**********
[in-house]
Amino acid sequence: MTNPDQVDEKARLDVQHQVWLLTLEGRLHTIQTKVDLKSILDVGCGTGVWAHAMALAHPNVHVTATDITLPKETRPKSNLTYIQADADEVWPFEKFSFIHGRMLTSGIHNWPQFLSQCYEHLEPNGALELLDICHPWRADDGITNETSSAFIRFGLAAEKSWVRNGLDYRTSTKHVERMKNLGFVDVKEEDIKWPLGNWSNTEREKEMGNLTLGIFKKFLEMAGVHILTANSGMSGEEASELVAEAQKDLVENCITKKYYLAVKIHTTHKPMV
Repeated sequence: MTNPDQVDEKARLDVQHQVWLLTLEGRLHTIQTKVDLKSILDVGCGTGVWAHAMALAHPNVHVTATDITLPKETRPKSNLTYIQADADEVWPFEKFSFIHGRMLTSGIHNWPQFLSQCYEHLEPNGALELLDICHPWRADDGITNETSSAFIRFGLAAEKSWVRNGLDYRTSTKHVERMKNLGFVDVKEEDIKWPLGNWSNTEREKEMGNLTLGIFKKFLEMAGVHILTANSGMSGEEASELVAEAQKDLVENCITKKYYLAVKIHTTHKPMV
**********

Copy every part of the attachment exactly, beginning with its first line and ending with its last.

[in-house]
Amino acid sequence: MTNPDQVDEKARLDVQHQVWLLTLEGRLHTIQTKVDLKSILDVGCGTGVWAHAMALAHPNVHVTATDITLPKETRPKSNLTYIQADADEVWPFEKFSFIHGRMLTSGIHNWPQFLSQCYEHLEPNGALELLDICHPWRADDGITNETSSAFIRFGLAAEKSWVRNGLDYRTSTKHVERMKNLGFVDVKEEDIKWPLGNWSNTEREKEMGNLTLGIFKKFLEMAGVHILTANSGMSGEEASELVAEAQKDLVENCITKKYYLAVKIHTTHKPMV
Repeated sequence: MTNPDQVDEKARLDVQHQVWLLTLEGRLHTIQTKVDLKSILDVGCGTGVWAHAMALAHPNVHVTATDITLPKETRPKSNLTYIQADADEVWPFEKFSFIHGRMLTSGIHNWPQFLSQCYEHLEPNGALELLDICHPWRADDGITNETSSAFIRFGLAAEKSWVRNGLDYRTSTKHVERMKNLGFVDVKEEDIKWPLGNWSNTEREKEMGNLTLGIFKKFLEMAGVHILTANSGMSGEEASELVAEAQKDLVENCITKKYYLAVKIHTTHKPMV